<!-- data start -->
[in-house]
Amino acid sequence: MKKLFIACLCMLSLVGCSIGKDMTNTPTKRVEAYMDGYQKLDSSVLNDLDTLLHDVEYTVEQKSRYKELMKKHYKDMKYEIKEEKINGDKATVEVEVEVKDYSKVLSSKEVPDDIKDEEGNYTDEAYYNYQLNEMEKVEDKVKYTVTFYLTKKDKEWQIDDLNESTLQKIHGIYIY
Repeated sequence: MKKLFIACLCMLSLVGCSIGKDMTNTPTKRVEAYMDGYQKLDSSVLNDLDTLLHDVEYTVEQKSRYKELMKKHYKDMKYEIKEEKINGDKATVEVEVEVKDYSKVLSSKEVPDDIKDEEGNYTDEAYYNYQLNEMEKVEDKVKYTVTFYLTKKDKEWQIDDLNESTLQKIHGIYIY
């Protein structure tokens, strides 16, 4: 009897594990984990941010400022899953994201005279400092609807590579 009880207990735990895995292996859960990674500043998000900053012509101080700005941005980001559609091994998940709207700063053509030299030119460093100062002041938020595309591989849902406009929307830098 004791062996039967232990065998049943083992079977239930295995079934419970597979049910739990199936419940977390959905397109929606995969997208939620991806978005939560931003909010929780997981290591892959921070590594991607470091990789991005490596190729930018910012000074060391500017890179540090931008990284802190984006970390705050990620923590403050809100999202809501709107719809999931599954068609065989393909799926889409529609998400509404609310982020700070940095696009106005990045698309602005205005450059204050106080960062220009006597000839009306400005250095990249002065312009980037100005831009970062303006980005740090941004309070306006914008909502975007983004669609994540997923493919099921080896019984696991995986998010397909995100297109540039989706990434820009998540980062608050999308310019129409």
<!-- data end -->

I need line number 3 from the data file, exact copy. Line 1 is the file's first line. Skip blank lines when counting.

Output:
Repeated sequence: MKKLFIACLCMLSLVGCSIGKDMTNTPTKRVEAYMDGYQKLDSSVLNDLDTLLHDVEYTVEQKSRYKELMKKHYKDMKYEIKEEKINGDKATVEVEVEVKDYSKVLSSKEVPDDIKDEEGNYTDEAYYNYQLNEMEKVEDKVKYTVTFYLTKKDKEWQIDDLNESTLQKIHGIYIY